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COMMERCE/BUSI 393 MIDTERM ANSWER GUIDE OCTOBER 2010 QUESTION #1 a) Is the fact that Courtenay underage a defence for Hannah? In BC an infant is anyone under 19. The Infants Act says that contract with infants are unenforceable against the infant, but enforceable against the adult. Courtenay can enforce the contract against Hannah even though she is an infant. Agreements must have consideration to be enforceable contracts. Consideration is what a party gives up or agrees to give up in exchange for the promise of the other party. Hannah agreed to give Courtenay a share in her business; Courtenay did not promise anything in return. Courtenay’s claim will not be successful because Hannah’s promise was not binding. b) The doctrine of promissory estoppel says that when a party creates an impression that it will not enforce strict legal rights, and the other party acts on that impression to its detriment, it cannot take the other party by surprise. It can be used only as a defence. (It does not normally make promises without consideration binding). Courtenay is trying to found her claim on estoppels, so she could not use it here. QUESTION #2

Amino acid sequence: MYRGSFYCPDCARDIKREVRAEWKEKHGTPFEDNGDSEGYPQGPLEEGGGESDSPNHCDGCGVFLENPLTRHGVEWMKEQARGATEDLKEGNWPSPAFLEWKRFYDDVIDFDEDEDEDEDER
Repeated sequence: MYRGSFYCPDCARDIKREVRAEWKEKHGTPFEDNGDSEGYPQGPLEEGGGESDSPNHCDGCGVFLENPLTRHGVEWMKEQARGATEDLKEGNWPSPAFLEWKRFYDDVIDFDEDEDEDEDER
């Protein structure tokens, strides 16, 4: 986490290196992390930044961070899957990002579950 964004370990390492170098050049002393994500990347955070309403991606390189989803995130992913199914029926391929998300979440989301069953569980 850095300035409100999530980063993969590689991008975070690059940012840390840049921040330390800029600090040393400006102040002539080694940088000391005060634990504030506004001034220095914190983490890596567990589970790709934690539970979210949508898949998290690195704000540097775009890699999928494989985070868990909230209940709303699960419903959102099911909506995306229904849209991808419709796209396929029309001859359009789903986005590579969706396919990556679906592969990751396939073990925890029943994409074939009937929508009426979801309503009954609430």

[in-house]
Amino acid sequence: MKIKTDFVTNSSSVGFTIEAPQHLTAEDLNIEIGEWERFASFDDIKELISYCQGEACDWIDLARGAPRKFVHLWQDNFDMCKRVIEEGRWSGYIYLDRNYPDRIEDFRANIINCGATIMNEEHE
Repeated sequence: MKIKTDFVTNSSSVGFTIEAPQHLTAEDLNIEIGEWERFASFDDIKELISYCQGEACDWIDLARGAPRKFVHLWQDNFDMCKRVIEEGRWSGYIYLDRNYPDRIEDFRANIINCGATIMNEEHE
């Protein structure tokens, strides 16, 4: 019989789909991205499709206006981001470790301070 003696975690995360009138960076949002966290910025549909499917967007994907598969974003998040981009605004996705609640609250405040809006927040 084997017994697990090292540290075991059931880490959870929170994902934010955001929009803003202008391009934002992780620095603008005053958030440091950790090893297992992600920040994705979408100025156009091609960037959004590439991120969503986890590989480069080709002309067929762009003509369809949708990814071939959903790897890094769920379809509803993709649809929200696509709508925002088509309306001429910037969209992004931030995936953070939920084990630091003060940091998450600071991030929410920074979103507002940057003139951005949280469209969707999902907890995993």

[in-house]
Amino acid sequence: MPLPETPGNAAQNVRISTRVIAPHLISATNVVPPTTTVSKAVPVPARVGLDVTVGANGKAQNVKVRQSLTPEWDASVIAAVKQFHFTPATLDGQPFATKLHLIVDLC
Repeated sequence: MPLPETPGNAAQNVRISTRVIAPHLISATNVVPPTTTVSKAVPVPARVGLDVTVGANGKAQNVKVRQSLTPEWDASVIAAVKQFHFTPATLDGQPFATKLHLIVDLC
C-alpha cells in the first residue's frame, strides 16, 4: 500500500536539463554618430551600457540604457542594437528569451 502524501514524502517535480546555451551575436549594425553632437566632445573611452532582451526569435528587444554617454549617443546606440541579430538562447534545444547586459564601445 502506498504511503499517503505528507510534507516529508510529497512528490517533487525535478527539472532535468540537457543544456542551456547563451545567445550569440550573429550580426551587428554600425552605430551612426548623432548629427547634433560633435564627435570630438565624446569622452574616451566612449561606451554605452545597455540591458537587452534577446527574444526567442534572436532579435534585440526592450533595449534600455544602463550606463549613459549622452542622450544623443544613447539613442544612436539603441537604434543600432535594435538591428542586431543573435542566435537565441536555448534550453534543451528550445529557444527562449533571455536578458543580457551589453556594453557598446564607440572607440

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This note was uploaded on 05/31/2011 for the course COMM 393 taught by Professor Elaine during the Fall '10 term at The University of British Columbia.

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